Last Saturday night at the Hollywood Bowl thousands attended a glittering evening performance of Chinese Splendor - the finale of a two week extravaganza of dance, music and theatre showcasing an array of national art forms from Chinese culture.
But to me right now, the term 'Chinese Splendor' feels so tragically wrong. For barely 21 days ago, Yulin - a city in the southern province of Guangxi - celebrated a nightmarish midsummer festival where thousands of dogs were bludgeoned to death and Chinese activists were forced to plead and bargain in the street with traders who laughed as they blackmailed them for high prices - threatening to torture dogs right in front of them.
Respecting culture should never be used as an excuse for cruelty and abuse and like many other advocates (and as CEO of an animal welfare charity) I might expect this glittering showbiz display to make people quickly forget what they had so recently witnessed: the horrifying abuse and death of thousands of beautiful, sentient and loving, living beings - those we refer to as 'companion animals'.
This 4th July weekend however saw a new and pleasing development: concluding several weeks of unprecedented online outpouring of grief and protest (both within China and internationally) Californian celebrities had rallied a band of activists to stand outside the Hollywood Bowl and say 'Yes to Chinese Splendor but No to Eating Dog and Cat Meat'. Visiting Chinese dignitaries and artists will have seen from their limos a line-up of protesters - organised by Lori Alan (who plays news anchor Diane Simmons in TV cartoon Family Guy) Fia Perera, Sky Valencia and Shannon Lee - holding placards and banners saying 'No To Dog Meat'. I pray they will take this story home and that somehow it will help the Chinese authorities find the political will to enact welfare laws for all animals and to end a trade which has no legal status within Chinese society.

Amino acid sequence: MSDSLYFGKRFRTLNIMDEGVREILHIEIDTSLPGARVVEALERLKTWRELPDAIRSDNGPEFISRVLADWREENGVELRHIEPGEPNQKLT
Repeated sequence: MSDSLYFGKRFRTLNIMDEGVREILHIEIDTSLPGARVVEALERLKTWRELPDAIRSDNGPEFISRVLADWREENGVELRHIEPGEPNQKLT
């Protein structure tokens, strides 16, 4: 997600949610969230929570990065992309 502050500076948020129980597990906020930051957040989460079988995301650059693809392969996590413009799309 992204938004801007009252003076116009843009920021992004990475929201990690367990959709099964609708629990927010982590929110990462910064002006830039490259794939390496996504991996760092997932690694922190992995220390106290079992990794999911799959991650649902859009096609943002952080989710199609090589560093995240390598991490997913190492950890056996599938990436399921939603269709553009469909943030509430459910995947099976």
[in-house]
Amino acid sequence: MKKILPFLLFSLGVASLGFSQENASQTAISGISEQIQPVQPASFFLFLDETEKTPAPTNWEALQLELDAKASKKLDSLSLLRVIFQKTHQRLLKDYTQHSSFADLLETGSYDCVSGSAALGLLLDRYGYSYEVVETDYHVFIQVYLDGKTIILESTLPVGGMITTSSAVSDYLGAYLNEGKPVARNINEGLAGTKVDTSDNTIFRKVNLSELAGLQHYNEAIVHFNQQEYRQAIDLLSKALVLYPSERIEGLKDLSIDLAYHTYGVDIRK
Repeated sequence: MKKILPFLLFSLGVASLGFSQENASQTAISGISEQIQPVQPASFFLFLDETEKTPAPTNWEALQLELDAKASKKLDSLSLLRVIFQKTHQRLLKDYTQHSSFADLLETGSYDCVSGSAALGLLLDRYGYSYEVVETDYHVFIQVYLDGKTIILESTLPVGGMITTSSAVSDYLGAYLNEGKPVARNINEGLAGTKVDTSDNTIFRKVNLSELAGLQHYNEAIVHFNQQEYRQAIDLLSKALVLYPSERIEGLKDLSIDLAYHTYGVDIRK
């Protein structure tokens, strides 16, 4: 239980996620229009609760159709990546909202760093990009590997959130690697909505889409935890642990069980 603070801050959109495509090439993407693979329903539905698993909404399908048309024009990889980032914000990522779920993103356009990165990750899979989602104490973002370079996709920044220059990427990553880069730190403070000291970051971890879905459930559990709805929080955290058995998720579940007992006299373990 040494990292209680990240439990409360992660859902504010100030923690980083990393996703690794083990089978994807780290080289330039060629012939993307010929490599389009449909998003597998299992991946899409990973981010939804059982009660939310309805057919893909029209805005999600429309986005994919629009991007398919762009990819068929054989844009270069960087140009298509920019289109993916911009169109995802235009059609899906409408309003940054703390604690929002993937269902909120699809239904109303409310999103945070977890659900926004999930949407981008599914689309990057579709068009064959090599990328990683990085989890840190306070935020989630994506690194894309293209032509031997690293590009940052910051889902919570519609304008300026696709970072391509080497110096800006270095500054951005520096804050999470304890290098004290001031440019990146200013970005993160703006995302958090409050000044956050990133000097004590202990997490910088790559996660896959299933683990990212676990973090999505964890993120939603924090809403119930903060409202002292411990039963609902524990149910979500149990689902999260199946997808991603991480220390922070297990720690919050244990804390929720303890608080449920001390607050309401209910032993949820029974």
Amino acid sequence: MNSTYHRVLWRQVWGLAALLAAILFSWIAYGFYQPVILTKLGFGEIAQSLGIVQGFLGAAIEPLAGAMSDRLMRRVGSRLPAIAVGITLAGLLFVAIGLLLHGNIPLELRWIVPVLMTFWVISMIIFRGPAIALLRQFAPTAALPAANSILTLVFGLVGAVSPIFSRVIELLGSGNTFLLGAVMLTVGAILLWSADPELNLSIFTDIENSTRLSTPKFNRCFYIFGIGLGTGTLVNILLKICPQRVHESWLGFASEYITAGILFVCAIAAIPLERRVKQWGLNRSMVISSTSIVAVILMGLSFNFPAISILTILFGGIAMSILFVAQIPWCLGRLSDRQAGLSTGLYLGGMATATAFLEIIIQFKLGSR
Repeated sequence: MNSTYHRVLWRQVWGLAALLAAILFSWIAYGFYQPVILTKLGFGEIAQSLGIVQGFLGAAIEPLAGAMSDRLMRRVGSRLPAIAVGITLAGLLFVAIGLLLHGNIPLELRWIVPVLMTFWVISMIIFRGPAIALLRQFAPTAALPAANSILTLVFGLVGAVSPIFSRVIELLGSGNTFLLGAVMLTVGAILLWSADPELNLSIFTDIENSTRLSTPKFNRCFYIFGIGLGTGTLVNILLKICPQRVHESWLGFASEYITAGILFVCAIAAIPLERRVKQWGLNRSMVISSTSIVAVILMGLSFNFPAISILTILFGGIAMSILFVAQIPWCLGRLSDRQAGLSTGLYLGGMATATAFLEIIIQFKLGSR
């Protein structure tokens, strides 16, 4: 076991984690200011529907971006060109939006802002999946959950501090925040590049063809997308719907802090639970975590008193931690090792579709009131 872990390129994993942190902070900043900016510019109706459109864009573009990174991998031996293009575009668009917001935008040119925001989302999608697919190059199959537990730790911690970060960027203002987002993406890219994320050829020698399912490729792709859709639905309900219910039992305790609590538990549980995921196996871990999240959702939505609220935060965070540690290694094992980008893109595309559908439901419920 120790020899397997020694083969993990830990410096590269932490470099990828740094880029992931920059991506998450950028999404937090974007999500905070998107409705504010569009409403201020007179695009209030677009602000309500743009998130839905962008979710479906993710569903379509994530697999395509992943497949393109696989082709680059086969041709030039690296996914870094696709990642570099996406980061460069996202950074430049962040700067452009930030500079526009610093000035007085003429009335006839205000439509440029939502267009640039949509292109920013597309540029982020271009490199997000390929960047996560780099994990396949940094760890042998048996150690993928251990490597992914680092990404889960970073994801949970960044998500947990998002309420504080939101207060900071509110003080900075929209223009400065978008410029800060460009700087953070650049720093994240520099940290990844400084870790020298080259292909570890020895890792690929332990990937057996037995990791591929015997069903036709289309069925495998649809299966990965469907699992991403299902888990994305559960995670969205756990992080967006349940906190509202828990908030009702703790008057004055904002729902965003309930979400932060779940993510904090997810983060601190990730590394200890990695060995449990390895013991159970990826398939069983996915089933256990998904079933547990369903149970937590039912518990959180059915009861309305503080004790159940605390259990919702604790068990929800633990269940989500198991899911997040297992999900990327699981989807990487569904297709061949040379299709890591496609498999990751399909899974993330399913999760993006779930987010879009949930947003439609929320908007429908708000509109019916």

LA's demo chimes well with recent events in the UK. The issue of the dog meat trade has just been tabled as an Early Day Motion in UK Parliament and an online petition to the White House seeks 100,000 signatures to raise the issue in the US government.
A petition however high it climbs will not in itself effect immediate change - though I believe they are a worthwhile way to raise, focus and maintain attention to an issue. Last year I raised 10,000 signatures on an official UK government e-petition about the egregious cruelty in South Korea where dogs and cats are often burned and boiled alive for superstitious reasons. It elicited a lame fobbing off from the foreign office which complacently explained that its hands are tied against such torture there being no internationally recognised animal welfare laws.
Ultimately, real lasting change will need to come from within the countries affected. There are already small signs of hope - in China where historically, popular protest has been - and still is - repressed, the citizen activists who took to the streets of Yulin have already seen a drop in local dog meat consumption of over 30%. Let us hope the many others working hard in countries like South Korea, Indonesia and Vietnam soon see similar achievements.
At home for now I am still disappointed that the media tends to ignore the reality - Channel Four currently has a series entitled 'The World's Best Diet' the first episode of which last week ran a long segment on South Korea yet completely failed to mention dog or cat meat.
Over the next few months I will be blogging on how we can all work to influence and effect change for animals. I am greatly encouraged by the emerging awareness of the dog meat issue among celebrities of all countries. Younger generations are hugely influenced by the arts and media and there is arguably nowhere better placed than Hollywood to kick-start a worldwide revolution in public and media thinking.
The NoToDogMeat campaign is led by the UK registered Charity 1154524 World Protection for Dogs and Cats in the Meat Trade 17 Cavendish Square, London W1G 0PH 0207 873 2250 http://www.notodogmeat.com